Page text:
Sovereignty, Religion and Law in the British Empire: Raja Rammohan Roy’s Public Hermeneutics in His Times

Sovereignty, Religion and Law in the British Empire: Raja Rammohan Roy’s Public Hermeneutics in His Times
R Govind
9/24/19 12:44
Studies in History
Raja Rammohan Roy has been called various things, from the first Indian liberal and a ‘maker of modern India’ to one who could bring about little more than a caricature of promised transformation. That Roy saw himself as a subject of the English King is much less analysed. The following essay takes this self-perception of Roy as a ‘British subject’ as a clue to develop a twofold problematic on the nature of religion and law in Roy’s lifetime, that is, between the late eighteenth and early nineteenth century. (a) We emphasize the importance of the King of England, and the importance of Kingship in which religion and law cannot be disentangled. This is established through an examination of the institutional arrangements in relationship to Kingship in the British Isles and the subcontinent, a study of S. T. Coleridge’s On the Constitution of the Church and State (London: Hurst, Chance and Co., 1830) and John Austin’s Province of Jurisprudence Determined (Delhi: Universal Publishers, 2012), amongst lesser known texts. (b) From an investigation into this religio-political constitution, we will explore the other dimensions opened up in Roy’s self-perception as a subject, that is, the relationship between religion, law and public reason in colonial India. By Roy’s ‘public hermeneutics’, we mean his arguing in the public medium of print as much as for a public (the colonial state and the reading public). But we also mean his use of reason in a sustained fashion so as to critique social and legal conditions. His arguments in structural and substantive terms, as we show, allow one to re-think the relationship between religion, law and universality.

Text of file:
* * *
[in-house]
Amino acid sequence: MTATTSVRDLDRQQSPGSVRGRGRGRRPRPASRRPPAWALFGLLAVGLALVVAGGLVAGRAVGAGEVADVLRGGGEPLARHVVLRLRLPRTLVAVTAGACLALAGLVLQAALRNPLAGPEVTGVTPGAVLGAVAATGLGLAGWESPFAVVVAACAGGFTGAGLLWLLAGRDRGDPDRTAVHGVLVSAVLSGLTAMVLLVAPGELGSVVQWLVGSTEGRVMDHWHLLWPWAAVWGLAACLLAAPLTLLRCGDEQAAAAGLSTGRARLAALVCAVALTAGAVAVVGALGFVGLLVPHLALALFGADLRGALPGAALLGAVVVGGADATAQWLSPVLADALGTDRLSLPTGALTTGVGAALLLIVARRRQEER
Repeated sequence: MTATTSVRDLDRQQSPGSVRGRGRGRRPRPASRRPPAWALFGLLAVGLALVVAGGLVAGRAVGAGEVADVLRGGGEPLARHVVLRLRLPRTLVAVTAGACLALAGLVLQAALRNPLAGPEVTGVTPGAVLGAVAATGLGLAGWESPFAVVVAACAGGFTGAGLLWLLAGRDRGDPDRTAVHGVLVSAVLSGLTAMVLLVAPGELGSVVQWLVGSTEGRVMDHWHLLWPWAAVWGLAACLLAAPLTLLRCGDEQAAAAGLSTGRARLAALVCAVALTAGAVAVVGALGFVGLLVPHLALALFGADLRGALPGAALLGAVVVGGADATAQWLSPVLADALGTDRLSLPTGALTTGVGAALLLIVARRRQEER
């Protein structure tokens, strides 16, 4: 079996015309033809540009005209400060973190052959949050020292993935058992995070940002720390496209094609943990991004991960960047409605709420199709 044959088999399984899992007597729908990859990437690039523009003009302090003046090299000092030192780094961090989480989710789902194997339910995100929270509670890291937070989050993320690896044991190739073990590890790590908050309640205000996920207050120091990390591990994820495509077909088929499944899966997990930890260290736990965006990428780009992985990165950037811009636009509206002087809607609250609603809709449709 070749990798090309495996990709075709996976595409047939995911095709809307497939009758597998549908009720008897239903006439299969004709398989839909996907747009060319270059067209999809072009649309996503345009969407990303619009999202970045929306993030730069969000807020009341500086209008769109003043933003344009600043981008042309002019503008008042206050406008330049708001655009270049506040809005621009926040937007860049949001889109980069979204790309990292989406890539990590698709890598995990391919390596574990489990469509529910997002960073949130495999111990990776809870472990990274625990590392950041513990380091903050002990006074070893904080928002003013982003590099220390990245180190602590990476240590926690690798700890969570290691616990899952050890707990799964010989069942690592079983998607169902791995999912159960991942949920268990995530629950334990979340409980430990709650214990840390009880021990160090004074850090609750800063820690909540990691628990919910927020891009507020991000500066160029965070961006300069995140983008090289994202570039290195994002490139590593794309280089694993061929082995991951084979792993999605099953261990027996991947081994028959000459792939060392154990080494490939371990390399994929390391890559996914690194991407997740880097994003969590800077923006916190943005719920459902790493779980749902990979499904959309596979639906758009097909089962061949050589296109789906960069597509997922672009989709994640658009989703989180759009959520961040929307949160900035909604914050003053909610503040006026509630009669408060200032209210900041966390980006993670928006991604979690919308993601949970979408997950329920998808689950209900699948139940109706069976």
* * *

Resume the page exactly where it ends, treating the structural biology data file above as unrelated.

https://journals.sagepub.com/doi/abs/10.1177/0257643019864299
S1.M5

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